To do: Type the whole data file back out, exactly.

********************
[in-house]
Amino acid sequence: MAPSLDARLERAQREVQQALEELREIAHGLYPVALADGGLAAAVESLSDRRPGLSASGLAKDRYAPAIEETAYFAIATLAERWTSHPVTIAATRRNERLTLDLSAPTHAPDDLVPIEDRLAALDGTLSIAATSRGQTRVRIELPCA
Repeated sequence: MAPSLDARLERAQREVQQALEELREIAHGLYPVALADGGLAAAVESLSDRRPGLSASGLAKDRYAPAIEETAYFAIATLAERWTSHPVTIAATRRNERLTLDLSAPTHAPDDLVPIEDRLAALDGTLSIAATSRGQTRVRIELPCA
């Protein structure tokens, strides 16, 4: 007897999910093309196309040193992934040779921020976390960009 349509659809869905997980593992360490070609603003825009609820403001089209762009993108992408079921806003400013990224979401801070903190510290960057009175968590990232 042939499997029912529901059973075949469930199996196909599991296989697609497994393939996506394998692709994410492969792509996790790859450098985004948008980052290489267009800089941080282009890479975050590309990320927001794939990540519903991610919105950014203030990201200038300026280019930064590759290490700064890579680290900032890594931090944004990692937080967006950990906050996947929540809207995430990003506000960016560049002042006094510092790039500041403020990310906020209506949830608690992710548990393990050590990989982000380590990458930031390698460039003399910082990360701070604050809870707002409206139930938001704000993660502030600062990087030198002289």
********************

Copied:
[in-house]
Amino acid sequence: MAPSLDARLERAQREVQQALEELREIAHGLYPVALADGGLAAAVESLSDRRPGLSASGLAKDRYAPAIEETAYFAIATLAERWTSHPVTIAATRRNERLTLDLSAPTHAPDDLVPIEDRLAALDGTLSIAATSRGQTRVRIELPCA
Repeated sequence: MAPSLDARLERAQREVQQALEELREIAHGLYPVALADGGLAAAVESLSDRRPGLSASGLAKDRYAPAIEETAYFAIATLAERWTSHPVTIAATRRNERLTLDLSAPTHAPDDLVPIEDRLAALDGTLSIAATSRGQTRVRIELPCA
């Protein structure tokens, strides 16, 4: 007897999910093309196309040193992934040779921020976390960009 349509659809869905997980593992360490070609603003825009609820403001089209762009993108992408079921806003400013990224979401801070903190510290960057009175968590990232 042939499997029912529901059973075949469930199996196909599991296989697609497994393939996506394998692709994410492969792509996790790859450098985004948008980052290489267009800089941080282009890479975050590309990320927001794939990540519903991610919105950014203030990201200038300026280019930064590759290490700064890579680290900032890594931090944004990692937080967006950990906050996947929540809207995430990003506000960016560049002042006094510092790039500041403020990310906020209506949830608690992710548990393990050590990989982000380590990458930031390698460039003399910082990360701070604050809870707002409206139930938001704000993660502030600062990087030198002289």